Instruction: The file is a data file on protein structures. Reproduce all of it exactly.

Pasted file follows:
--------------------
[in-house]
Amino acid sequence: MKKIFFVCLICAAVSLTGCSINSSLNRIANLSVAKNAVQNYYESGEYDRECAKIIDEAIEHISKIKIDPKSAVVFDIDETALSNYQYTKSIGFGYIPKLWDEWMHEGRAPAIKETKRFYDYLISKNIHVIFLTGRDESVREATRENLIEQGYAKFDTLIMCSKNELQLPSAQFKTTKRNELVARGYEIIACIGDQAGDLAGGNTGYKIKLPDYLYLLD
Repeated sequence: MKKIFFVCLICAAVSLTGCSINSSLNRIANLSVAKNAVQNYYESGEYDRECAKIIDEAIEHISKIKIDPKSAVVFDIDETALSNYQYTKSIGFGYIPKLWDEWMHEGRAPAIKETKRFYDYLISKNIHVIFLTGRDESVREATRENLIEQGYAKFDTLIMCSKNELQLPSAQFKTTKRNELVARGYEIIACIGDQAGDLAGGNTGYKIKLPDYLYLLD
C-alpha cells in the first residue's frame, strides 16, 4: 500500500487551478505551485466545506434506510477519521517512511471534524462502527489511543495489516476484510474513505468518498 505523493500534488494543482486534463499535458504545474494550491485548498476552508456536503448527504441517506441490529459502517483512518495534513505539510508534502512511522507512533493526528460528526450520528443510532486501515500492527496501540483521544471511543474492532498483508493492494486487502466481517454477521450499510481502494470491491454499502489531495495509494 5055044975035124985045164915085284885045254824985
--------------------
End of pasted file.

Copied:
[in-house]
Amino acid sequence: MKKIFFVCLICAAVSLTGCSINSSLNRIANLSVAKNAVQNYYESGEYDRECAKIIDEAIEHISKIKIDPKSAVVFDIDETALSNYQYTKSIGFGYIPKLWDEWMHEGRAPAIKETKRFYDYLISKNIHVIFLTGRDESVREATRENLIEQGYAKFDTLIMCSKNELQLPSAQFKTTKRNELVARGYEIIACIGDQAGDLAGGNTGYKIKLPDYLYLLD
Repeated sequence: MKKIFFVCLICAAVSLTGCSINSSLNRIANLSVAKNAVQNYYESGEYDRECAKIIDEAIEHISKIKIDPKSAVVFDIDETALSNYQYTKSIGFGYIPKLWDEWMHEGRAPAIKETKRFYDYLISKNIHVIFLTGRDESVREATRENLIEQGYAKFDTLIMCSKNELQLPSAQFKTTKRNELVARGYEIIACIGDQAGDLAGGNTGYKIKLPDYLYLLD
C-alpha cells in the first residue's frame, strides 16, 4: 500500500487551478505551485466545506434506510477519521517512511471534524462502527489511543495489516476484510474513505468518498 505523493500534488494543482486534463499535458504545474494550491485548498476552508456536503448527504441517506441490529459502517483512518495534513505539510508534502512511522507512533493526528460528526450520528443510532486501515500492527496501540483521544471511543474492532498483508493492494486487502466481517454477521450499510481502494470491491454499502489531495495509494 5055044975035124985045164915085284885045254824985